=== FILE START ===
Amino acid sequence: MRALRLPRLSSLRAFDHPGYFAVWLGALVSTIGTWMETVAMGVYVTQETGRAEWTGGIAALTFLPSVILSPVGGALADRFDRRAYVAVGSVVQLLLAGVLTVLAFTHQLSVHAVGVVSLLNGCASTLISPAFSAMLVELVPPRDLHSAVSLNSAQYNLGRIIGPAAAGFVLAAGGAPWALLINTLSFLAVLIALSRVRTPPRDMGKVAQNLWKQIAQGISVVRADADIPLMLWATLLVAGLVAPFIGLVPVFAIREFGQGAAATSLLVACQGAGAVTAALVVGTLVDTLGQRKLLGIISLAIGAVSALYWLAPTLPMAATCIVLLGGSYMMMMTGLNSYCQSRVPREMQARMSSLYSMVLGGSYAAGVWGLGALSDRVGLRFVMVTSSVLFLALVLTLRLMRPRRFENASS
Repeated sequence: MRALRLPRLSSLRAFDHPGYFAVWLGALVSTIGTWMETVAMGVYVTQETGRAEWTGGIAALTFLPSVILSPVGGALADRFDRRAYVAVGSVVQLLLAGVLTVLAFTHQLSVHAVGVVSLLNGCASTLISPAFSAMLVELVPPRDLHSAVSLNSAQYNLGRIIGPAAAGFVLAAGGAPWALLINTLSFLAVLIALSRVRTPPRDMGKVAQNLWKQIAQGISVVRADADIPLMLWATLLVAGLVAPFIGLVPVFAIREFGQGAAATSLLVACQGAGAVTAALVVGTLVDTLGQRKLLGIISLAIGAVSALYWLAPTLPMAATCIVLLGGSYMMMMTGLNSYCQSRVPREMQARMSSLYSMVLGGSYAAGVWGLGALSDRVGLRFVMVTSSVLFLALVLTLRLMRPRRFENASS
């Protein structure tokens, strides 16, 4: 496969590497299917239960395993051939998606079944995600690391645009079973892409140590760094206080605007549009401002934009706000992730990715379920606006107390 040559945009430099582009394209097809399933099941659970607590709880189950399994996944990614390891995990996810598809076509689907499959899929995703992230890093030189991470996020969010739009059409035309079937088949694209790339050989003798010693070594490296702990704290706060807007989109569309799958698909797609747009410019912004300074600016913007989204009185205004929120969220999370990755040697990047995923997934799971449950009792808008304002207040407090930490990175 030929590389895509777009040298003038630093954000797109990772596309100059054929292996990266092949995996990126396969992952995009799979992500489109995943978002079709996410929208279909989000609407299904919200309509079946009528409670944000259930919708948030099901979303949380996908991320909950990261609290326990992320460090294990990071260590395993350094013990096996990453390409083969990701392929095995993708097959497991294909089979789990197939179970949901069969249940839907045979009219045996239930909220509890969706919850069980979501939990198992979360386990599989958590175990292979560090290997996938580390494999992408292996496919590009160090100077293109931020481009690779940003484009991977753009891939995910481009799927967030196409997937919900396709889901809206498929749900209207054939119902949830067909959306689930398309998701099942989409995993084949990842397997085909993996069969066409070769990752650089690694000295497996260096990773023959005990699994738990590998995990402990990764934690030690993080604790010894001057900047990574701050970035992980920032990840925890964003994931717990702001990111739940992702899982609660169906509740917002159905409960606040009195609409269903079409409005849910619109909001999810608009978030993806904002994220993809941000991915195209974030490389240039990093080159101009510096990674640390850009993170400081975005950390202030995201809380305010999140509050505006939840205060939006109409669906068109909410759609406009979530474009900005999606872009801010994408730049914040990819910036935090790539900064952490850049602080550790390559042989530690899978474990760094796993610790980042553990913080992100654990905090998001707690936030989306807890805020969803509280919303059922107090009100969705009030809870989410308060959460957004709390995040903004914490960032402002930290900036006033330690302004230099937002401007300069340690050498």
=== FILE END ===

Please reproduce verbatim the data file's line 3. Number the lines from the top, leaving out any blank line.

């Protein structure tokens, strides 16, 4: 496969590497299917239960395993051939998606079944995600690391645009079973892409140590760094206080605007549009401002934009706000992730990715379920606006107390 040559945009430099582009394209097809399933099941659970607590709880189950399994996944990614390891995990996810598809076509689907499959899929995703992230890093030189991470996020969010739009059409035309079937088949694209790339050989003798010693070594490296702990704290706060807007989109569309799958698909797609747009410019912004300074600016913007989204009185205004929120969220999370990755040697990047995923997934799971449950009792808008304002207040407090930490990175 030929590389895509777009040298003038630093954000797109990772596309100059054929292996990266092949995996990126396969992952995009799979992500489109995943978002079709996410929208279909989000609407299904919200309509079946009528409670944000259930919708948030099901979303949380996908991320909950990261609290326990992320460090294990990071260590395993350094013990096996990453390409083969990701392929095995993708097959497991294909089979789990197939179970949901069969249940839907045979009219045996239930909220509890969706919850069980979501939990198992979360386990599989958590175990292979560090290997996938580390494999992408292996496919590009160090100077293109931020481009690779940003484009991977753009891939995910481009799927967030196409997937919900396709889901809206498929749900209207054939119902949830067909959306689930398309998701099942989409995993084949990842397997085909993996069969066409070769990752650089690694000295497996260096990773023959005990699994738990590998995990402990990764934690030690993080604790010894001057900047990574701050970035992980920032990840925890964003994931717990702001990111739940992702899982609660169906509740917002159905409960606040009195609409269903079409409005849910619109909001999810608009978030993806904002994220993809941000991915195209974030490389240039990093080159101009510096990674640390850009993170400081975005950390202030995201809380305010999140509050505006939840205060939006109409669906068109909410759609406009979530474009900005999606872009801010994408730049914040990819910036935090790539900064952490850049602080550790390559042989530690899978474990760094796993610790980042553990913080992100654990905090998001707690936030989306807890805020969803509280919303059922107090009100969705009030809870989410308060959460957004709390995040903004914490960032402002930290900036006033330690302004230099937002401007300069340690050498």